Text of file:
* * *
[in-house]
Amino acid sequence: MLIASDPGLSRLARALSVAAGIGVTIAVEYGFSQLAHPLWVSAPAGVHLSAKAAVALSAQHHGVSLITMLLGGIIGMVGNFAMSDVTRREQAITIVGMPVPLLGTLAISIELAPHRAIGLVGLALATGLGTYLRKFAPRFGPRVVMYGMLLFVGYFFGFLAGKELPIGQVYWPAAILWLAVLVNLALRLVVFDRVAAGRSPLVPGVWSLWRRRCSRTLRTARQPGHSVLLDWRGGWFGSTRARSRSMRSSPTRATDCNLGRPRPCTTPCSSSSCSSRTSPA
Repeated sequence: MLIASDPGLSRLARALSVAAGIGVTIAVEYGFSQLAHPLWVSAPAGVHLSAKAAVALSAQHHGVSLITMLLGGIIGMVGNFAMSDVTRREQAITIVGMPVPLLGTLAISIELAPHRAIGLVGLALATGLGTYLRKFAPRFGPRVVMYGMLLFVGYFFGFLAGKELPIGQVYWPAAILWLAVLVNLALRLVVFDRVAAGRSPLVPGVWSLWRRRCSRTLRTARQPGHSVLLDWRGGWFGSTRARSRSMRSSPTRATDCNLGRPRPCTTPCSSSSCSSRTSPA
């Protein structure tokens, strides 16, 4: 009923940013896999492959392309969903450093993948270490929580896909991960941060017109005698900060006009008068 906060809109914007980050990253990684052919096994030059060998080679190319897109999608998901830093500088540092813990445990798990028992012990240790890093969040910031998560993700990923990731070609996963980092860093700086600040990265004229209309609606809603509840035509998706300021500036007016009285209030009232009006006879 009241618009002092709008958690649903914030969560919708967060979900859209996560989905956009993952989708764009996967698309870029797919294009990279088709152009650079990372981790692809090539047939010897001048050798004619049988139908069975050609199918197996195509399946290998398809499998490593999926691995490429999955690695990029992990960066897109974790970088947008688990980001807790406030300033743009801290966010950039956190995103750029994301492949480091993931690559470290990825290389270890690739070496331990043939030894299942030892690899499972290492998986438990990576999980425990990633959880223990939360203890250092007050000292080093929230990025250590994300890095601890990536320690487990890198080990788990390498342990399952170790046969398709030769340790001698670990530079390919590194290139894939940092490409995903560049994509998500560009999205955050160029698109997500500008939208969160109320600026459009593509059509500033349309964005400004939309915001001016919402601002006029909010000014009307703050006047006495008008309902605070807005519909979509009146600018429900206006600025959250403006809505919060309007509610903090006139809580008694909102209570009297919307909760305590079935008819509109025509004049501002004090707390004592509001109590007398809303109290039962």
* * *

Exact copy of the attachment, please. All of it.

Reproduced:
[in-house]
Amino acid sequence: MLIASDPGLSRLARALSVAAGIGVTIAVEYGFSQLAHPLWVSAPAGVHLSAKAAVALSAQHHGVSLITMLLGGIIGMVGNFAMSDVTRREQAITIVGMPVPLLGTLAISIELAPHRAIGLVGLALATGLGTYLRKFAPRFGPRVVMYGMLLFVGYFFGFLAGKELPIGQVYWPAAILWLAVLVNLALRLVVFDRVAAGRSPLVPGVWSLWRRRCSRTLRTARQPGHSVLLDWRGGWFGSTRARSRSMRSSPTRATDCNLGRPRPCTTPCSSSSCSSRTSPA
Repeated sequence: MLIASDPGLSRLARALSVAAGIGVTIAVEYGFSQLAHPLWVSAPAGVHLSAKAAVALSAQHHGVSLITMLLGGIIGMVGNFAMSDVTRREQAITIVGMPVPLLGTLAISIELAPHRAIGLVGLALATGLGTYLRKFAPRFGPRVVMYGMLLFVGYFFGFLAGKELPIGQVYWPAAILWLAVLVNLALRLVVFDRVAAGRSPLVPGVWSLWRRRCSRTLRTARQPGHSVLLDWRGGWFGSTRARSRSMRSSPTRATDCNLGRPRPCTTPCSSSSCSSRTSPA
């Protein structure tokens, strides 16, 4: 009923940013896999492959392309969903450093993948270490929580896909991960941060017109005698900060006009008068 906060809109914007980050990253990684052919096994030059060998080679190319897109999608998901830093500088540092813990445990798990028992012990240790890093969040910031998560993700990923990731070609996963980092860093700086600040990265004229209309609606809603509840035509998706300021500036007016009285209030009232009006006879 009241618009002092709008958690649903914030969560919708967060979900859209996560989905956009993952989708764009996967698309870029797919294009990279088709152009650079990372981790692809090539047939010897001048050798004619049988139908069975050609199918197996195509399946290998398809499998490593999926691995490429999955690695990029992990960066897109974790970088947008688990980001807790406030300033743009801290966010950039956190995103750029994301492949480091993931690559470290990825290389270890690739070496331990043939030894299942030892690899499972290492998986438990990576999980425990990633959880223990939360203890250092007050000292080093929230990025250590994300890095601890990536320690487990890198080990788990390498342990399952170790046969398709030769340790001698670990530079390919590194290139894939940092490409995903560049994509998500560009999205955050160029698109997500500008939208969160109320600026459009593509059509500033349309964005400004939309915001001016919402601002006029909010000014009307703050006047006495008008309902605070807005519909979509009146600018429900206006600025959250403006809505919060309007509610903090006139809580008694909102209570009297919307909760305590079935008819509109025509004049501002004090707390004592509001109590007398809303109290039962």